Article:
Matt Schwab — who operates a Ridgefield farm, Inspiration Plantation, with his wife, Jen — is a steadfast supporter of I-522.
“If the ingredients in what I am eating have had their genes spliced with bacteria, I want to know about it,” Schwab said. “I want the ability to make a choice. Without the information clearly labeled, there is no choice for me or you.”
Inspiration Plantation specializes in pasture-raised chicken, turkey and pork and grass-fed lamb and beef. The Schwabs also use organic methods to grow fruits and vegetables that they sell in their farm store.
I-522 does not require the labeling of animals and animal products — such as eggs and milk — that have not been genetically engineered, even if the animal was fed genetically engineered food. Even if such animals had to be labeled, it wouldn’t affect the Schwabs. They give their animals only certified organic, GMO-free feed.
Currently, no genetically modified animals are approved for human consumption. However, a company is petitioning the U.S. Food and Drug Administration to approve its genetically engineered salmon, which grow twice as fast as normal.
Schwab believes I-522 is a good first step toward more accurate food labeling. He suspects groups opposing the initiative are worried that when given the option of purchasing products that haven’t been genetically modified, consumers will choose GMO-free foods.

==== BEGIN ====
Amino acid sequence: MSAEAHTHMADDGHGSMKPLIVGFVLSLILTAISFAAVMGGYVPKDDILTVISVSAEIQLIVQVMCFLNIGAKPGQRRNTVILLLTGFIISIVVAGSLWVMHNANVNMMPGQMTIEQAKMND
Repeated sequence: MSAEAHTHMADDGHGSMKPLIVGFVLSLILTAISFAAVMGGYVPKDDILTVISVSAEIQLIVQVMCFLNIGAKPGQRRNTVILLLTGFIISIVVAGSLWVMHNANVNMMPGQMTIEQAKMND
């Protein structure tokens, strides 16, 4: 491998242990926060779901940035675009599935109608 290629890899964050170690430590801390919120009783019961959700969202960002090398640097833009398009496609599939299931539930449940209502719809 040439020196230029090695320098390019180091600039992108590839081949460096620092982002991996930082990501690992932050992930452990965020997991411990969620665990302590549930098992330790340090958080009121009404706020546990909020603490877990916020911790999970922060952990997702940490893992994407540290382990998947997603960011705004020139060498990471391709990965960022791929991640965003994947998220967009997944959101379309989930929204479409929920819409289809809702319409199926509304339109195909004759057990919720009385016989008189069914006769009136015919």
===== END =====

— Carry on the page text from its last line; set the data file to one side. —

“It is truly amazing a company like Monsanto, that touts its technology as the saving grace of humanity, will spend millions of dollars fighting an initiative that discloses the use of its technology,” Schwab said of the Fortune 500 company that produces genetically modified seeds and herbicides.
Other Clark County farmers, however, are taking a stand against I-522.
The Clark Cowlitz Farm Bureau, the local chapter of a national volunteer advocacy organization, voted unanimously to oppose I-522, said Gary Boldt, president of the local bureau and owner of Velvet Acres Gardens in Proebstel.
The bureau’s biggest problem with the initiative is, it doesn’t cover all food sources, Boldt said. While it requires labels of some genetically modified food, it doesn’t require labels for food served in restaurants, hospitals or schools, he said.
Board member Bill Zimmerman, who owns Bi-Zi Farms in Vancouver, said the inequity of the initiative is the biggest sticking point for him.
“I think the people are right, they have a right to know what’s in their food,” Zimmerman said. “But it should be across the board.”